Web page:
Rachel braced herself against the wall as Kyle spanned his arms from one side to the other.  The emergency light popped on and Kyle reached for Rachel.  “Get on the ground!”

“No!”

“Do it!” he yelled. “We’re going to hit the bottom, it’ll save your life.”

“How do you know?” she cried.

“I was in Navy, now come here!”

Jetting out her hand, Kyle pulled her to the floor and instructed her to cover her head.  Rachel did exactly what he told her to do as he laid next to her and the car crashed to the ground in a jolting spasm.

Rachel screamed and cried, scared and yet somewhat relieved that the falling stopped.  The building still shook, but it was minimal as the crumpled metal coffin oddly protected them from further damage.

Kyle slid a sympathetic arm around her as she whimpered, frightened like a child. “You all right?”

Rachel nodded. She clung to him until the moment passed and she remembered who she was hugging.  Pushing herself away, she wiped a hand across her wet cheeks. “Earthquake?”

“That’s my guess,” Kyle answered as he took off his jacket and unbuttoned his cuffs, and rolled up his sleeves to survey the wreckage.

He poked the buttons –no response; tried to pry the doors apart –they didn’t budge; he even nudged the ceiling panels to no avail.  Rachel closed her eyes; sure they would never be found.  Then she heard it, a metallic pop as Kyle broke through the fire escape door above them.  She was impressed, although she didn’t say it.

“Ha ha! Okay, so all I need to do is wrap something around the cable up there and we can try and pull ourselves out. Hand me your bra.” He held out his hand, paying more attention to the cable than the daggers of hate Rachel was boring into him with her eyes.  A beat later he turned to her. “Oh, sorry, could I please have your bra?”

Rachel shook her head, disgusted that he would ask her such a torrid request. “Use your tie.”

“I can’t use my tie, its cloth, not spandex and lycra like your bra. So if you want to get out of here, hand it over.”

“Find another way Kyle,” she sneered.

“Okay, let’s go back before the quake. How do you know me and why do you hate me?”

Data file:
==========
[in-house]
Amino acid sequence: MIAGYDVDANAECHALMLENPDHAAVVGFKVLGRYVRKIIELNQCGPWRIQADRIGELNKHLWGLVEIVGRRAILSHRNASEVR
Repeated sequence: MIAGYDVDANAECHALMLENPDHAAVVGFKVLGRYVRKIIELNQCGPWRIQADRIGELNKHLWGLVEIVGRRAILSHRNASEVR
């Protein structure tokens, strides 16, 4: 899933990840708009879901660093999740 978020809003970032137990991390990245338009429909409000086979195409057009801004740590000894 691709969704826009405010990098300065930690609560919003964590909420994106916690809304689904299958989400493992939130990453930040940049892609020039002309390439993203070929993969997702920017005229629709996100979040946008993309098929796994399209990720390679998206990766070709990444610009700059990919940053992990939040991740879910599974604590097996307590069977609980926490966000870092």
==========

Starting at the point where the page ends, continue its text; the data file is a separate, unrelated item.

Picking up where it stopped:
Rachel stood poking a finger in his chest. “I know you from Derby High School, you idiot! Your stupid jumping about during my history project split open my shirt and I was forever known as—“
“Big Boobs Bradley, oh my gosh,” he chuckled.  Rachel rolled her eyes at the decade old nickname.  “Wow, Rachel Bradley, I can’t believe it’s you.  You’re so… so… beautiful. I’m sorry I didn’t recognize you.”

“Yeah, well, who cares. Let’s just focus on getting out of here.” She was all business now that the fear had faded.

“Right, so uhh…” he stared and gestured towards her chest.

With a sigh heavy enough to lift the hair that had fallen into her eyes, she asked, “It will get us out here?”

He bit his bottom lip trying to hide his smile. Rachel punched his gut. “Oww! Sorry. Man, your mean,” he laughed.  “Yes, it’s my theory that if I can whip that thing around the cable we can use it to climb out.  There’s a service ladder going up the shaft so we can get to safety from there.”

“And you learned this in the Navy?”

“Well, not specifically but learning to find logical ways out of trouble, yes.”

She narrowed her eyes on him. “Why were you in the Navy?”

“What does that have to do with anything?”

Rachel shrugged. “It’s a valid question to a man who wants my bra.  If you answer correctly, you’ll get it.”

Kyle looked away then back at her. “I joined because I wanted to make my mom proud. She died the year before I signed up.”  Rachel’s jaw went slack and Kyle raised his brows. “Did I answer correctly?” His tone reflected the pain that must have lingered inside.

Rachel saw the soft sincerity in his eyes and knew he was no longer the obnoxious boy but a mature and caring man. She touched his arm. “I’m so sorry Kyle.”